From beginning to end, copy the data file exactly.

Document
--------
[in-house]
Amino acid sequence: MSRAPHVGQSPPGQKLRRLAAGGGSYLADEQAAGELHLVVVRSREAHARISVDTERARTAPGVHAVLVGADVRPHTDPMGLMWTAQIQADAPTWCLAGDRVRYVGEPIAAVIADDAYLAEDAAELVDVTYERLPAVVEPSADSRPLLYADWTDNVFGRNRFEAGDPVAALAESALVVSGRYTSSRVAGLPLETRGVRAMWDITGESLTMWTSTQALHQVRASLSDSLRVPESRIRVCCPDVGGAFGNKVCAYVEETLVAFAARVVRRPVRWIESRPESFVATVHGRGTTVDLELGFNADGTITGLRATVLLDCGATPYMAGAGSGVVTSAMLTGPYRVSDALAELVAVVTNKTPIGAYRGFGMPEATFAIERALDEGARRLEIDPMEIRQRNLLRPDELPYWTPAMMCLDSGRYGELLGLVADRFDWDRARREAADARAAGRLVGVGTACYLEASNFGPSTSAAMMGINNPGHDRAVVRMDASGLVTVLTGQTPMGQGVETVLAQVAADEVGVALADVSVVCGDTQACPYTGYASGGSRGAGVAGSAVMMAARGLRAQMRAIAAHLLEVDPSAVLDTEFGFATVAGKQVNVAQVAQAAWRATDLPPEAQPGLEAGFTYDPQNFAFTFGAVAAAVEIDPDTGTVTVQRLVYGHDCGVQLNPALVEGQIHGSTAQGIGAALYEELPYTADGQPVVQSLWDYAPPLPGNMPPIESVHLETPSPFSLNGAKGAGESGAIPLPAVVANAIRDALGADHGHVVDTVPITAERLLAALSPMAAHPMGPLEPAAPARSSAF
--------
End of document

[in-house]
Amino acid sequence: MSRAPHVGQSPPGQKLRRLAAGGGSYLADEQAAGELHLVVVRSREAHARISVDTERARTAPGVHAVLVGADVRPHTDPMGLMWTAQIQADAPTWCLAGDRVRYVGEPIAAVIADDAYLAEDAAELVDVTYERLPAVVEPSADSRPLLYADWTDNVFGRNRFEAGDPVAALAESALVVSGRYTSSRVAGLPLETRGVRAMWDITGESLTMWTSTQALHQVRASLSDSLRVPESRIRVCCPDVGGAFGNKVCAYVEETLVAFAARVVRRPVRWIESRPESFVATVHGRGTTVDLELGFNADGTITGLRATVLLDCGATPYMAGAGSGVVTSAMLTGPYRVSDALAELVAVVTNKTPIGAYRGFGMPEATFAIERALDEGARRLEIDPMEIRQRNLLRPDELPYWTPAMMCLDSGRYGELLGLVADRFDWDRARREAADARAAGRLVGVGTACYLEASNFGPSTSAAMMGINNPGHDRAVVRMDASGLVTVLTGQTPMGQGVETVLAQVAADEVGVALADVSVVCGDTQACPYTGYASGGSRGAGVAGSAVMMAARGLRAQMRAIAAHLLEVDPSAVLDTEFGFATVAGKQVNVAQVAQAAWRATDLPPEAQPGLEAGFTYDPQNFAFTFGAVAAAVEIDPDTGTVTVQRLVYGHDCGVQLNPALVEGQIHGSTAQGIGAALYEELPYTADGQPVVQSLWDYAPPLPGNMPPIESVHLETPSPFSLNGAKGAGESGAIPLPAVVANAIRDALGADHGHVVDTVPITAERLLAALSPMAAHPMGPLEPAAPARSSAF